Rothko and the active surrender into the exaltation of the art forms, the power of mythology and filling the spiritual void
Filling in the void with the mythological, dramatic, spiritual power that drives this world forward according to Mark Rothko
With Rothko, we are launching into the abstract, spiritual, powerful through his visual expressions. He used to say “The people who weep before my pictures are having the same religious experience I had when I painted them.”
My first impression when seeing the paintings by Rothko were along the lines of questioning if he is using or misusing the concept of abstraction, however when I read this:
“The perception of beauty is definitely an emotional experience. That does not mean exclusively the human emotionalism of sentiment or sensuousness (as has already been shown), but instead that the process involves an exaltation which is communicated to us through the emotional system. This exaltation is usually composed of sentiment, sensation, and, in its highest state, intellectual approbation… Beauty conforms to the demands of the spirit. The experience of beauty may also be a sign of the reception of the creative impulse.” Mark Rothko
I realized that we all share this world of mythology, drama, exchange of power and the sense of awe can be communicated much more plainly, compared the contemporaries who were focused on the stripping down object to it’s most basic form.
Today’s tech powered highly dense world would indeed benefit from some silence so beautifully explained in here
“When I was a younger man, art was a lonely thing. No galleries, no collectors, no critics, no money. Yet, it was a golden age, for we all had nothing to lose and a vision to gain. Today it is not quite the same. It is a time of tons of verbiage, activity, consumption. Which condition is better for the world at large I shall not venture to discuss. But I do know, that many of those who are driven to this life are desperately searching for those pockets of silence where we can root and grow. We must all hope we find them.”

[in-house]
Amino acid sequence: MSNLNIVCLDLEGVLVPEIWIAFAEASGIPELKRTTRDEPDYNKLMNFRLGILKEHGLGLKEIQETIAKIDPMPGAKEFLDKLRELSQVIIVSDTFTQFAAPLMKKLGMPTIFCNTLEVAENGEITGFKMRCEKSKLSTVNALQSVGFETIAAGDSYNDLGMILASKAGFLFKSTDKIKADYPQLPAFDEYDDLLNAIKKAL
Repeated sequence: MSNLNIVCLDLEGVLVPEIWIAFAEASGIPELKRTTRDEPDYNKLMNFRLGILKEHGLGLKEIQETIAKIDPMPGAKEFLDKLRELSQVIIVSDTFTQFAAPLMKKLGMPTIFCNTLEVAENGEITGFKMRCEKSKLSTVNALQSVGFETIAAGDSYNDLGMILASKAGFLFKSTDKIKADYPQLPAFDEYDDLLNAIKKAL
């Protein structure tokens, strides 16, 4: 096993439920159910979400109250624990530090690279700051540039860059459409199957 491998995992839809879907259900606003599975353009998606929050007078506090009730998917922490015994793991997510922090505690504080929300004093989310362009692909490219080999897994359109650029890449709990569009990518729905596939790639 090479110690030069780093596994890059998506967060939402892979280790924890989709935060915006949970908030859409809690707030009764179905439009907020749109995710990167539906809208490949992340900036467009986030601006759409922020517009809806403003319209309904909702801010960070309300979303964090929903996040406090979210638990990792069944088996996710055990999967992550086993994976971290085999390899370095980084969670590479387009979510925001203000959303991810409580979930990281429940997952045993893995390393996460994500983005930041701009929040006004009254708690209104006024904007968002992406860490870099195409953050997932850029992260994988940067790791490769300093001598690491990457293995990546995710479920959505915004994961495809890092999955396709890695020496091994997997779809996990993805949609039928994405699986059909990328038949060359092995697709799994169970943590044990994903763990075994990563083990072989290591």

― Mark Rothko
The spiritual void could only be filled when we are faced with the extraordinary. Sometimes it is derived from the imagination, other times it is derived from real world troubles which shaped 20th century with the two wars and left the mark.
Social revolution and the right to express was one of the most important themes in Rothko artistic language. He was heavily influenced by mythology, philosophy and Russian-Jewish traditions. He believed that they filled the void, with which we are faced and have to find the transcendental not only by observing and experiencing but also through intellectual exaltation.
In 1936, Rothko began writing a book, never completed, about similarities in the art of children and the work of modern painters. According to Rothko, the work of modernists, influenced by primitive art, could be compared to that of children in that “child art transforms itself into primitivism, which is only the child producing a mimicry of himself.” In this manuscript, he observed that “the fact that one usually begins with drawing is already academic. We start with color.” Rothko was using fields of color in his aquarelles and city scenes. His style was already evolving in the direction of his renowned later works. Despite this newfound exploration of color, Rothko turned his attention to other formal and stylistic innovations, inaugurating a period of surrealist paintings influenced by mythological fables and symbols.